Maintenance Notice

Due to necessary scheduled maintenance, the JMIR Publications website will be unavailable from Monday, March 11, 2019 at 4:00 PM to 4:30 PM EST. We apologize in advance for any inconvenience this may cause you.

Who will be affected?

Advertisement

Currently accepted at: JMIR Mental Health

Date Submitted: Sep 18, 2017
Date Accepted: Feb 6, 2018
(closed for review but you can still tweet)

This paper has been accepted and is currently in production.

It will appear shortly on 10.2196/mental.8984

The final accepted version (not copyedited yet) is in this tab.

The final, peer-reviewed published version of this preprint can be found here:

Standalone Effects of a Cognitive Behavioral Intervention Using a Mobile Phone App on Psychological Distress and Alcohol Consumption Among Japanese Workers: Pilot Nonrandomized Controlled Trial

Hamamura T, Suganuma S, Ueda M, Mearns J, Shimoyama H

Standalone Effects of a Cognitive Behavioral Intervention Using a Mobile Phone App on Psychological Distress and Alcohol Consumption Among Japanese Workers: Pilot Nonrandomized Controlled Trial

JMIR Ment Health 2018;5(1):e24

DOI: 10.2196/mental.8984

PMID: 29567634

PMCID: 5887038

Standalone Effects of a Cognitive Behavioral Intervention Using a Mobile Phone App on Psychological Distress and Alcohol Consumption Among Japanese Workers: Pilot Nonrandomized Controlled Trial

  • Toshitaka Hamamura; 
  • Shinichiro Suganuma; 
  • Mami Ueda; 
  • Jack Mearns; 
  • Haruhiko Shimoyama

ABSTRACT

Background:

Research that investigates standalone effects of a mobile phone-based cognitive behavioral therapy without any human contact for reducing both psychological distress and risky drinking has been advancing; however, the number of studies is still limited. A mobile phone app called Self Record that facilitates cognitive restructuring through self-monitoring of daily thoughts and activities was developed in Japan.

Objective:

This study conducted a nonrandomized controlled pilot trial of the Self Record app to investigate standalone effects of the intervention on psychological distress and alcohol consumption among Japanese workers. Additionally, we examined moderating effects of negative mood regulation expectancies, which are beliefs about one’s ability to control one’s negative mood.

Methods:

A quasi-experimental design with a 1-month follow-up was conducted online in Japan from February 2016 to March 2016. A research marketing company recruited participants. The selection criteria were being a Japanese full-time worker (age 20-59 years), experiencing mild to moderate psychological distress, and having some interest in self-record apps. Assignment to group was based on participants’ willingness to use the app in the study. All participants completed outcome measures of negative mood regulation expectancies, positive well-being, general distress, depression, anxiety, and typical/most weekly alcohol consumption.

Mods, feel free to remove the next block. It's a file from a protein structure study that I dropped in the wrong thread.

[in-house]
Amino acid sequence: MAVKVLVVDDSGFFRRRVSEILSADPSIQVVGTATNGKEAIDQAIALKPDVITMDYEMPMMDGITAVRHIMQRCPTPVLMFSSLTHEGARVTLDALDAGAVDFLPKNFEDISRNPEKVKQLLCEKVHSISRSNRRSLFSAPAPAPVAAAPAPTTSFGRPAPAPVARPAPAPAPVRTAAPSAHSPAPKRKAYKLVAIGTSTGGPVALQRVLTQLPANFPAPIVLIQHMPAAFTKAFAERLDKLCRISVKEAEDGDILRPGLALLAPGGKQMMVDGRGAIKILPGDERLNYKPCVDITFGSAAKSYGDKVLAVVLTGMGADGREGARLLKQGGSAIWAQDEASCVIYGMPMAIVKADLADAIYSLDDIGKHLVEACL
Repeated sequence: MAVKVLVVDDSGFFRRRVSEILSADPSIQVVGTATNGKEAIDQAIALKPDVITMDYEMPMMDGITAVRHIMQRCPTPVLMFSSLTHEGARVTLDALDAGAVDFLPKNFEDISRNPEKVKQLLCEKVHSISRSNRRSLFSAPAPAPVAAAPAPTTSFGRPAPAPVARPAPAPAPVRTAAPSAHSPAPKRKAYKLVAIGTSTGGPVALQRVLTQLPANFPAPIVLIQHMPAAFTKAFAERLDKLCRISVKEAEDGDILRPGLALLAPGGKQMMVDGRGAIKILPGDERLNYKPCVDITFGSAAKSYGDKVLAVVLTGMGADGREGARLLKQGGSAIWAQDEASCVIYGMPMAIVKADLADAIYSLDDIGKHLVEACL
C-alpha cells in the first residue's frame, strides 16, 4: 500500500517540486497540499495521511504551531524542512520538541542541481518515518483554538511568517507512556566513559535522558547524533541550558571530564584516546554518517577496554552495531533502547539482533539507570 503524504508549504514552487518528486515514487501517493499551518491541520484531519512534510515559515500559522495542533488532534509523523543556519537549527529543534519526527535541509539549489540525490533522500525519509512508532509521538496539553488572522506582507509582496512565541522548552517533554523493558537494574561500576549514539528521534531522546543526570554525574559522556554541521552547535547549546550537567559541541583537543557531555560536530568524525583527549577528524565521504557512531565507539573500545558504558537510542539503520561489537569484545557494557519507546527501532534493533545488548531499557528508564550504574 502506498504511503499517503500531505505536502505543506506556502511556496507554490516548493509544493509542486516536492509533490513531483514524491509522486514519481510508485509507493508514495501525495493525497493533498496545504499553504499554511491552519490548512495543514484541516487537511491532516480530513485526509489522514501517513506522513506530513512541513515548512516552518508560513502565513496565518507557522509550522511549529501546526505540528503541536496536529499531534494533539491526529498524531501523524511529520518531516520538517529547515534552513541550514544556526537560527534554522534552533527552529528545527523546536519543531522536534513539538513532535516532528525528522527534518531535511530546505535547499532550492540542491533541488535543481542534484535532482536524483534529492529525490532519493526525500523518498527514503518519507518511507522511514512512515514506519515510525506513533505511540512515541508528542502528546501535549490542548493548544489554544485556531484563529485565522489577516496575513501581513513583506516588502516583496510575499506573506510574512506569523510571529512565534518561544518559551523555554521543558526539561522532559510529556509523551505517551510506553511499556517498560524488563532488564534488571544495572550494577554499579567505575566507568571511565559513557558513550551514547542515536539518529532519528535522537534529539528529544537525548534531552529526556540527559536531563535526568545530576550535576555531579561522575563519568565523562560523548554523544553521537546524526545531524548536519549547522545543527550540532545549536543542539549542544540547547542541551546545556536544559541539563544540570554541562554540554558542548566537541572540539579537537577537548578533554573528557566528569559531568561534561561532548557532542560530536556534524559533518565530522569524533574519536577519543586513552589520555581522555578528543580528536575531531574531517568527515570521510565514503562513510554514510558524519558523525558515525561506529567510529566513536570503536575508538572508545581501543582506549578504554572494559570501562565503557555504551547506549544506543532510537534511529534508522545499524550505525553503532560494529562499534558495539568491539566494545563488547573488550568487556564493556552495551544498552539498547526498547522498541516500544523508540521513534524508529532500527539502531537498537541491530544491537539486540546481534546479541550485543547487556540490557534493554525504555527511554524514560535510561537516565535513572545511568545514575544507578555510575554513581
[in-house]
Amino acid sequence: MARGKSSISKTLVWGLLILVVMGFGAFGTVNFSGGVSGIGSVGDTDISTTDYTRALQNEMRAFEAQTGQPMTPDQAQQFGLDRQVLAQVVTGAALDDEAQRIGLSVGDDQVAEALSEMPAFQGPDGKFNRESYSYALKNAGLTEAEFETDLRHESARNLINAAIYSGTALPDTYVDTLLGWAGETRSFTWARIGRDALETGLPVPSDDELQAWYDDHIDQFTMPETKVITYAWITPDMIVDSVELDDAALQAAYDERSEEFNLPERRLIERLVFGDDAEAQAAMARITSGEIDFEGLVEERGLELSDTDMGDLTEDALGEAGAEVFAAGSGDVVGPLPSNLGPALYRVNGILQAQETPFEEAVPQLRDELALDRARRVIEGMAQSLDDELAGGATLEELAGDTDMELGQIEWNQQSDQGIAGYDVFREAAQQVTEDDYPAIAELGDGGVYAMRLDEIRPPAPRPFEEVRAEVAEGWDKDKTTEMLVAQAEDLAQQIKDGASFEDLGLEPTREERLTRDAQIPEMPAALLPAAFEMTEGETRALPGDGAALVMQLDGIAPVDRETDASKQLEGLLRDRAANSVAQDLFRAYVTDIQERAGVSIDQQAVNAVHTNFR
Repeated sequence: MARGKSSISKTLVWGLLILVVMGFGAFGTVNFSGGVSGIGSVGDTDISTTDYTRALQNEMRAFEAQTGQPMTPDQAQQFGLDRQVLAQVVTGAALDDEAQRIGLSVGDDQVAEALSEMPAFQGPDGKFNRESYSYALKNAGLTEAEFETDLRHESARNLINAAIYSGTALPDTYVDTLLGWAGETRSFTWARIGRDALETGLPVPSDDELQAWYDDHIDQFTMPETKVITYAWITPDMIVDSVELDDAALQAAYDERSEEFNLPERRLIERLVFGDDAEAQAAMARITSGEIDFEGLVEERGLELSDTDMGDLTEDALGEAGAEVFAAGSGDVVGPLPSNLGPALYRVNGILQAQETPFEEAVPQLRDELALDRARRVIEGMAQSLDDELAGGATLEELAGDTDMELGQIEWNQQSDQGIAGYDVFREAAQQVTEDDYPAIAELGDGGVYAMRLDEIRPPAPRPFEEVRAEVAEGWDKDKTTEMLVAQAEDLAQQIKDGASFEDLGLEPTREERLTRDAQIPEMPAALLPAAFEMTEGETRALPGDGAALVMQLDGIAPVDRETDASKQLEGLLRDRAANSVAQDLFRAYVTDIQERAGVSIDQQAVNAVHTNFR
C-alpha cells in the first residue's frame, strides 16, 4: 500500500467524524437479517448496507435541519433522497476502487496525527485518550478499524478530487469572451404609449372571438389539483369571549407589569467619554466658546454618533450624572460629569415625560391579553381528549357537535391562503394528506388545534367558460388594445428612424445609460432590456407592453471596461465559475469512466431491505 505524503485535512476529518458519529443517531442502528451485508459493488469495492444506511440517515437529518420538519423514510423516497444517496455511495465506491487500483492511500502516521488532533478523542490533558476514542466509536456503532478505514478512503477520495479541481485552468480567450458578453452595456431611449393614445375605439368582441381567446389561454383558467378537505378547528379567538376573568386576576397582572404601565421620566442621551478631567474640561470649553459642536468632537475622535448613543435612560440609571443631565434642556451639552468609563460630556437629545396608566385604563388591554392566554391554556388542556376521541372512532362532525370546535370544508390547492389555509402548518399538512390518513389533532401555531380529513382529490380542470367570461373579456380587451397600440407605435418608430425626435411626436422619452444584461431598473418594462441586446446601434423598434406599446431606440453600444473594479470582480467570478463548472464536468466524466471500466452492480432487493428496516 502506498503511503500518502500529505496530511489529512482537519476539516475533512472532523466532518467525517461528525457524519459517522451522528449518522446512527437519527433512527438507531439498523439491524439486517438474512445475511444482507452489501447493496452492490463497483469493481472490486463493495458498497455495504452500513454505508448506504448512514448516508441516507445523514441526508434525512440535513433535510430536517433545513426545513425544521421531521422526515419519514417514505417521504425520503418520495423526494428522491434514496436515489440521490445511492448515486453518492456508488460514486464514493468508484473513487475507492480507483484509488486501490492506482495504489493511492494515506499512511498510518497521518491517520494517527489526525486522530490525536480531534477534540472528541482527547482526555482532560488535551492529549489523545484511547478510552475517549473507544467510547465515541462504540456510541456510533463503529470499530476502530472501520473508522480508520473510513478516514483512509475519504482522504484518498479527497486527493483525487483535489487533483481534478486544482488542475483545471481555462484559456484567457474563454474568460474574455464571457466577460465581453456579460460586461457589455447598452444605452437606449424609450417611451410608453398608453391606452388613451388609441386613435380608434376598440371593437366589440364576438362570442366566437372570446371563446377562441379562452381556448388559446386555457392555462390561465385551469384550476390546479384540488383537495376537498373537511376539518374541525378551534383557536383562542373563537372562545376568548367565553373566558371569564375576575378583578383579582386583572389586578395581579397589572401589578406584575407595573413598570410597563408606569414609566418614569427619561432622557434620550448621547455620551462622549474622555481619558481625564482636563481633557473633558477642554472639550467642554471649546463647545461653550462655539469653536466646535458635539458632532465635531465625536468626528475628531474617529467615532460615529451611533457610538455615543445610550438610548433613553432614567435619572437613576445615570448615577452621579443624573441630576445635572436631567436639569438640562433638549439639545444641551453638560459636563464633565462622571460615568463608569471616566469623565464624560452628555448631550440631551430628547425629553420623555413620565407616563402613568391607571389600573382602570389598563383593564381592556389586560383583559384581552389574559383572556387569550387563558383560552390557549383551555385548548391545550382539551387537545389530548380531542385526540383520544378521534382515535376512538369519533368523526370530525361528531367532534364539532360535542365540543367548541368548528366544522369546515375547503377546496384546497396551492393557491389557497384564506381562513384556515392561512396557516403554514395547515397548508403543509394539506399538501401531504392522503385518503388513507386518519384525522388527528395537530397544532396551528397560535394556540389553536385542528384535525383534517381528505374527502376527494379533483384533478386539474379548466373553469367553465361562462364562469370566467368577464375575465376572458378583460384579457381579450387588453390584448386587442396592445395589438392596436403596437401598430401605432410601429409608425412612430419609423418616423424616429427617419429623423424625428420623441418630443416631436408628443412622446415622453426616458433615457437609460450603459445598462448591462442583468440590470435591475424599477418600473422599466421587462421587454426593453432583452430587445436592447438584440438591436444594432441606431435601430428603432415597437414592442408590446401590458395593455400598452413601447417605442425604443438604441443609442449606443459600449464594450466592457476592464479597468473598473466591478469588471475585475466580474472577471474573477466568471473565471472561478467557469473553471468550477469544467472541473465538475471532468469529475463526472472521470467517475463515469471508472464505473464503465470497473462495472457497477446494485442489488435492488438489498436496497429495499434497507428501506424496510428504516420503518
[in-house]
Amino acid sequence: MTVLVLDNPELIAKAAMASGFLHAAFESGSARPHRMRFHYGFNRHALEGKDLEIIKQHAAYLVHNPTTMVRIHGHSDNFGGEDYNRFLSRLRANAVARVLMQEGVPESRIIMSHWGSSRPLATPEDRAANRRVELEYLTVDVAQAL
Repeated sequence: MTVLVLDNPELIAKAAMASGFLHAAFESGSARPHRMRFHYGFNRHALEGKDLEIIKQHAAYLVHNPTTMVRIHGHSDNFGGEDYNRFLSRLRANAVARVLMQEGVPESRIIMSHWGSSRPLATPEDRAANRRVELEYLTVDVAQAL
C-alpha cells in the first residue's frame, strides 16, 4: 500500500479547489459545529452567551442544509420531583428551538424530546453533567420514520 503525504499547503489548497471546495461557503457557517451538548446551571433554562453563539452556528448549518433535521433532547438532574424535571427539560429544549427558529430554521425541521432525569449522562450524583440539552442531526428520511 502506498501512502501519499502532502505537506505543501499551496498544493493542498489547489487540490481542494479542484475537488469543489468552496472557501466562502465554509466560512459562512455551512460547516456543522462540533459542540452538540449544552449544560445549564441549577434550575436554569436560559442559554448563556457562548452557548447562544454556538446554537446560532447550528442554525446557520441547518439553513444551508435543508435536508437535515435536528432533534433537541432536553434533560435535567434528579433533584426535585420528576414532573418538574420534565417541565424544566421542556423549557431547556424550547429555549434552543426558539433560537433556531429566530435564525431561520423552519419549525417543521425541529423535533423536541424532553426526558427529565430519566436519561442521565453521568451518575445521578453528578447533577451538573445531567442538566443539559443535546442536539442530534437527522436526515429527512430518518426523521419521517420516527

Results:

From the recruitment, 15.65% (1083/6921) of participants met the inclusion criteria. Of these, 51.43% (557/1083) enrolled in the study: 54.9% (306/557) in the intervention group and 45.1% (251/557) in the control group. At the 1-month follow-up, 15.3% (85/557) of participants had dropped out. Intention-to-treat analyses revealed that participants in the intervention group reported increased typical drinking (η2=.009) and heavy drinking (η2=.001). Adherence to using the app was low; 64.8% (199/306) of participants in the intervention group discontinued using the app on the first day. Additionally, 65.7% (366/557) of the total sample did not correctly answer the validity checks in the outcome measures (eg, “Please select ‘mildly agree’ for this item”). Therefore, per-protocol analyses were conducted after removing these participants. Results showed that continuing app users (42/127) in the intervention group reported increases in anxiety (η2=.006), typical drinking (η2=.005), and heavy drinking (η2=.007) compared to those in the control group (85/127). Negative mood regulation expectancies moderated the effects of the intervention for general distress (beta=.39).

Conclusions:

Results were contrary to our hypotheses. Self-recording methods of standalone mobile phone interventions may heighten individuals’ awareness of their pathological thought and drinking behavior, but may be insufficient to decrease them unless combined with a more intense or face-to-face intervention. Limitations include high attrition in this study; measures to improve the response rate are discussed.


 Citation

Please cite as:

Hamamura T, Suganuma S, Ueda M, Mearns J, Shimoyama H

Standalone Effects of a Cognitive Behavioral Intervention Using a Mobile Phone App on Psychological Distress and Alcohol Consumption Among Japanese Workers: Pilot Nonrandomized Controlled Trial

JMIR Mental Health. (forthcoming/in press)

DOI: 10.2196/mental.8984

URL: https://preprints.jmir.org/preprint/8984

PMID: 29567634

PMCID: 5887038

Note: Per the author's request, please log in to view the PDF